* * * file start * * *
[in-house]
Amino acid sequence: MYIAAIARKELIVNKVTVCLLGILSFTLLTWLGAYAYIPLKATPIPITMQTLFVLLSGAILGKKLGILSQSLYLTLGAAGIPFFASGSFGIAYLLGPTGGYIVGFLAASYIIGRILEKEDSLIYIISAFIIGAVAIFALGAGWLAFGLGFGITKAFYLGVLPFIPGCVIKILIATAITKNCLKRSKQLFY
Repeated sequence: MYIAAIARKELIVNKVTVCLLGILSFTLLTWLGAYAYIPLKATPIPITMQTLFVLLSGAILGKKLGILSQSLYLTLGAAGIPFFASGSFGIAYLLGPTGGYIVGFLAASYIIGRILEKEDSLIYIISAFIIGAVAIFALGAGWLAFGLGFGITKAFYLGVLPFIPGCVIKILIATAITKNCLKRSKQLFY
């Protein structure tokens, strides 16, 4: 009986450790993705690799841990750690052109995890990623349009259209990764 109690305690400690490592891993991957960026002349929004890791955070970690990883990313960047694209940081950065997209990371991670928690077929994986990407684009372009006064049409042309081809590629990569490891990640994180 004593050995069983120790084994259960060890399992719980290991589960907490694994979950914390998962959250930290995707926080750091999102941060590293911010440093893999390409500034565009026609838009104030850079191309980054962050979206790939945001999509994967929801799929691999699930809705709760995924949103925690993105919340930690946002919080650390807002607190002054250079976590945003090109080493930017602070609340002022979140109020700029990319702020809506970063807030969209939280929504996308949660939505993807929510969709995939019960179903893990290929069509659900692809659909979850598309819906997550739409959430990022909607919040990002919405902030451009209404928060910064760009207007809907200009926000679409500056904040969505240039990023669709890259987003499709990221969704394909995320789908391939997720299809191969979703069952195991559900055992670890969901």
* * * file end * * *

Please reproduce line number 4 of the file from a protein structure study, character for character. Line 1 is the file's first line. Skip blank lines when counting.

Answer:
């Protein structure tokens, strides 16, 4: 009986450790993705690799841990750690052109995890990623349009259209990764 109690305690400690490592891993991957960026002349929004890791955070970690990883990313960047694209940081950065997209990371991670928690077929994986990407684009372009006064049409042309081809590629990569490891990640994180 004593050995069983120790084994259960060890399992719980290991589960907490694994979950914390998962959250930290995707926080750091999102941060590293911010440093893999390409500034565009026609838009104030850079191309980054962050979206790939945001999509994967929801799929691999699930809705709760995924949103925690993105919340930690946002919080650390807002607190002054250079976590945003090109080493930017602070609340002022979140109020700029990319702020809506970063807030969209939280929504996308949660939505993807929510969709995939019960179903893990290929069509659900692809659909979850598309819906997550739409959430990022909607919040990002919405902030451009209404928060910064760009207007809907200009926000679409500056904040969505240039990023669709890259987003499709990221969704394909995320789908391939997720299809191969979703069952195991559900055992670890969901």